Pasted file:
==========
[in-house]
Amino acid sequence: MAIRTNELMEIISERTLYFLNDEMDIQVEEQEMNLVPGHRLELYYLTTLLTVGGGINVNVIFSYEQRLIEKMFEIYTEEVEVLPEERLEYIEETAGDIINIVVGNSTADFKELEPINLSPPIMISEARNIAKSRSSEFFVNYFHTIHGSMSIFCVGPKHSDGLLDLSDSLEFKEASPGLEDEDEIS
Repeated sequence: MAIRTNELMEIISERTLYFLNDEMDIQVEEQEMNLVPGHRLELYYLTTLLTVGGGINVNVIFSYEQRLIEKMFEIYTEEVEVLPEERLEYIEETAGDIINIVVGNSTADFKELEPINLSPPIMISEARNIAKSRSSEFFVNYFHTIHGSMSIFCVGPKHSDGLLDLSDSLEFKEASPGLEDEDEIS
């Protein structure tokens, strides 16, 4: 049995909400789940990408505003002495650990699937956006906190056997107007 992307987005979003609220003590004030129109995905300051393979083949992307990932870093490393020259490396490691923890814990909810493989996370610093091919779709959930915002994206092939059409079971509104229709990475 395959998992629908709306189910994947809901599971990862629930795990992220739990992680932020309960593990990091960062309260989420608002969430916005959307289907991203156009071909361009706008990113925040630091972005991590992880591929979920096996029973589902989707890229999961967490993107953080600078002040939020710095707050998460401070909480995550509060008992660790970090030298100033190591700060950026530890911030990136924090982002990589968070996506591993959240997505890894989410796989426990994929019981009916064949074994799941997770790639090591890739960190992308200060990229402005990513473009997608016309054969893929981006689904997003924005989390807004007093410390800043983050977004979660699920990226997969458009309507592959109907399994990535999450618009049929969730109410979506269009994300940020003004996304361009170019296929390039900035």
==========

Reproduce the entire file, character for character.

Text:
[in-house]
Amino acid sequence: MAIRTNELMEIISERTLYFLNDEMDIQVEEQEMNLVPGHRLELYYLTTLLTVGGGINVNVIFSYEQRLIEKMFEIYTEEVEVLPEERLEYIEETAGDIINIVVGNSTADFKELEPINLSPPIMISEARNIAKSRSSEFFVNYFHTIHGSMSIFCVGPKHSDGLLDLSDSLEFKEASPGLEDEDEIS
Repeated sequence: MAIRTNELMEIISERTLYFLNDEMDIQVEEQEMNLVPGHRLELYYLTTLLTVGGGINVNVIFSYEQRLIEKMFEIYTEEVEVLPEERLEYIEETAGDIINIVVGNSTADFKELEPINLSPPIMISEARNIAKSRSSEFFVNYFHTIHGSMSIFCVGPKHSDGLLDLSDSLEFKEASPGLEDEDEIS
């Protein structure tokens, strides 16, 4: 049995909400789940990408505003002495650990699937956006906190056997107007 992307987005979003609220003590004030129109995905300051393979083949992307990932870093490393020259490396490691923890814990909810493989996370610093091919779709959930915002994206092939059409079971509104229709990475 395959998992629908709306189910994947809901599971990862629930795990992220739990992680932020309960593990990091960062309260989420608002969430916005959307289907991203156009071909361009706008990113925040630091972005991590992880591929979920096996029973589902989707890229999961967490993107953080600078002040939020710095707050998460401070909480995550509060008992660790970090030298100033190591700060950026530890911030990136924090982002990589968070996506591993959240997505890894989410796989426990994929019981009916064949074994799941997770790639090591890739960190992308200060990229402005990513473009997608016309054969893929981006689904997003924005989390807004007093410390800043983050977004979660699920990226997969458009309507592959109907399994990535999450618009049929969730109410979506269009994300940020003004996304361009170019296929390039900035």